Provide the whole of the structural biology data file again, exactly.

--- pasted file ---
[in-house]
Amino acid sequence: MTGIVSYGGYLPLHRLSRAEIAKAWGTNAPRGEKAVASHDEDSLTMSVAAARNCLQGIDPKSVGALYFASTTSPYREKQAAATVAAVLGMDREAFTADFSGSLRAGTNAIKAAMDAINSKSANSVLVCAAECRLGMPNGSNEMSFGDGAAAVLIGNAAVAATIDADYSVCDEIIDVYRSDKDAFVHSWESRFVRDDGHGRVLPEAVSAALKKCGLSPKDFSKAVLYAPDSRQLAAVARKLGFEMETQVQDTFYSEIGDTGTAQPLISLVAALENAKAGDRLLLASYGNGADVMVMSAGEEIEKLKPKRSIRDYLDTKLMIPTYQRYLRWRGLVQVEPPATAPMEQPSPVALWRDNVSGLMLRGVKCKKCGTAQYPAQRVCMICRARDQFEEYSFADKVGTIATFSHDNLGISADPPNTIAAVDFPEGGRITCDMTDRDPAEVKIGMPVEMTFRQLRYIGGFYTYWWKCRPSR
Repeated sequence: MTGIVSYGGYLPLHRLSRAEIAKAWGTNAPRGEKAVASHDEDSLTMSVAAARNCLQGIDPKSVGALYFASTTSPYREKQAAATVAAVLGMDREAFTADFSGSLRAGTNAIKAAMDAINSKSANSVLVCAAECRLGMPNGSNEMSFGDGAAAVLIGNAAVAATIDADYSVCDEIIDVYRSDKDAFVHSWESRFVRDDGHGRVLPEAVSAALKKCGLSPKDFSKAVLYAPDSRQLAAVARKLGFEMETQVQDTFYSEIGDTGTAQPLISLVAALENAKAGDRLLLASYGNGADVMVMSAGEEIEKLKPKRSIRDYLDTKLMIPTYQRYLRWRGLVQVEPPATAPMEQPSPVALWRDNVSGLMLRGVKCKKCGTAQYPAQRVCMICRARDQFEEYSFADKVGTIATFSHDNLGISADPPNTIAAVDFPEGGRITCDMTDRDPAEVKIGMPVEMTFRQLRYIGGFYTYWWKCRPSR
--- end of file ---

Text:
[in-house]
Amino acid sequence: MTGIVSYGGYLPLHRLSRAEIAKAWGTNAPRGEKAVASHDEDSLTMSVAAARNCLQGIDPKSVGALYFASTTSPYREKQAAATVAAVLGMDREAFTADFSGSLRAGTNAIKAAMDAINSKSANSVLVCAAECRLGMPNGSNEMSFGDGAAAVLIGNAAVAATIDADYSVCDEIIDVYRSDKDAFVHSWESRFVRDDGHGRVLPEAVSAALKKCGLSPKDFSKAVLYAPDSRQLAAVARKLGFEMETQVQDTFYSEIGDTGTAQPLISLVAALENAKAGDRLLLASYGNGADVMVMSAGEEIEKLKPKRSIRDYLDTKLMIPTYQRYLRWRGLVQVEPPATAPMEQPSPVALWRDNVSGLMLRGVKCKKCGTAQYPAQRVCMICRARDQFEEYSFADKVGTIATFSHDNLGISADPPNTIAAVDFPEGGRITCDMTDRDPAEVKIGMPVEMTFRQLRYIGGFYTYWWKCRPSR
Repeated sequence: MTGIVSYGGYLPLHRLSRAEIAKAWGTNAPRGEKAVASHDEDSLTMSVAAARNCLQGIDPKSVGALYFASTTSPYREKQAAATVAAVLGMDREAFTADFSGSLRAGTNAIKAAMDAINSKSANSVLVCAAECRLGMPNGSNEMSFGDGAAAVLIGNAAVAATIDADYSVCDEIIDVYRSDKDAFVHSWESRFVRDDGHGRVLPEAVSAALKKCGLSPKDFSKAVLYAPDSRQLAAVARKLGFEMETQVQDTFYSEIGDTGTAQPLISLVAALENAKAGDRLLLASYGNGADVMVMSAGEEIEKLKPKRSIRDYLDTKLMIPTYQRYLRWRGLVQVEPPATAPMEQPSPVALWRDNVSGLMLRGVKCKKCGTAQYPAQRVCMICRARDQFEEYSFADKVGTIATFSHDNLGISADPPNTIAAVDFPEGGRITCDMTDRDPAEVKIGMPVEMTFRQLRYIGGFYTYWWKCRPSR